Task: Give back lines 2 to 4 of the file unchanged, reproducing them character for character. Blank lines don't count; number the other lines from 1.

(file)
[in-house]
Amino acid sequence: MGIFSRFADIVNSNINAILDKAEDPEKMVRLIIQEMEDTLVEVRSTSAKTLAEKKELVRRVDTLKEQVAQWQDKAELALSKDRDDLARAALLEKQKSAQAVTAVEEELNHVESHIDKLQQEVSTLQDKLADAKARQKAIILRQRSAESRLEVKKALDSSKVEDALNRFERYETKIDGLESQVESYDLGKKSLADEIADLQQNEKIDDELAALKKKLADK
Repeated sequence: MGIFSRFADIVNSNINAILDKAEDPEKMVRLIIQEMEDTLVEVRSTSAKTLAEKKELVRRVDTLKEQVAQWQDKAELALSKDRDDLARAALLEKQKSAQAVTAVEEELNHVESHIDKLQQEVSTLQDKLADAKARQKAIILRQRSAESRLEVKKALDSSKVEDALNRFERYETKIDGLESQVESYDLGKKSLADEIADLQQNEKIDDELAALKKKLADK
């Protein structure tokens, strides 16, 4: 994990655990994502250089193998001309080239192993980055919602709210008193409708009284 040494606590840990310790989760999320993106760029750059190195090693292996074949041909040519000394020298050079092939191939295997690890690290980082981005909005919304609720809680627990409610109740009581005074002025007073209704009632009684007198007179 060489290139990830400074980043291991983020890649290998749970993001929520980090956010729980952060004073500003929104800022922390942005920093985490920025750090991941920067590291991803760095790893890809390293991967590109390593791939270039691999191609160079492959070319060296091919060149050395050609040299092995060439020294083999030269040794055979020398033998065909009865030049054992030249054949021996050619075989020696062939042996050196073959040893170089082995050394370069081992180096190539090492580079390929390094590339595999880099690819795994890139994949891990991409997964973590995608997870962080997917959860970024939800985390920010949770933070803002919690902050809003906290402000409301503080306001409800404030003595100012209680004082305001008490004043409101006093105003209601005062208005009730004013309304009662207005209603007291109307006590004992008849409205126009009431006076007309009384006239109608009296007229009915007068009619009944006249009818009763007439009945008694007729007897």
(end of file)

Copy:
Amino acid sequence: MGIFSRFADIVNSNINAILDKAEDPEKMVRLIIQEMEDTLVEVRSTSAKTLAEKKELVRRVDTLKEQVAQWQDKAELALSKDRDDLARAALLEKQKSAQAVTAVEEELNHVESHIDKLQQEVSTLQDKLADAKARQKAIILRQRSAESRLEVKKALDSSKVEDALNRFERYETKIDGLESQVESYDLGKKSLADEIADLQQNEKIDDELAALKKKLADK
Repeated sequence: MGIFSRFADIVNSNINAILDKAEDPEKMVRLIIQEMEDTLVEVRSTSAKTLAEKKELVRRVDTLKEQVAQWQDKAELALSKDRDDLARAALLEKQKSAQAVTAVEEELNHVESHIDKLQQEVSTLQDKLADAKARQKAIILRQRSAESRLEVKKALDSSKVEDALNRFERYETKIDGLESQVESYDLGKKSLADEIADLQQNEKIDDELAALKKKLADK
């Protein structure tokens, strides 16, 4: 994990655990994502250089193998001309080239192993980055919602709210008193409708009284 040494606590840990310790989760999320993106760029750059190195090693292996074949041909040519000394020298050079092939191939295997690890690290980082981005909005919304609720809680627990409610109740009581005074002025007073209704009632009684007198007179 060489290139990830400074980043291991983020890649290998749970993001929520980090956010729980952060004073500003929104800022922390942005920093985490920025750090991941920067590291991803760095790893890809390293991967590109390593791939270039691999191609160079492959070319060296091919060149050395050609040299092995060439020294083999030269040794055979020398033998065909009865030049054992030249054949021996050619075989020696062939042996050196073959040893170089082995050394370069081992180096190539090492580079390929390094590339595999880099690819795994890139994949891990991409997964973590995608997870962080997917959860970024939800985390920010949770933070803002919690902050809003906290402000409301503080306001409800404030003595100012209680004082305001008490004043409101006093105003209601005062208005009730004013309304009662207005209603007291109307006590004992008849409205126009009431006076007309009384006239109608009296007229009915007068009619009944006249009818009763007439009945008694007729007897």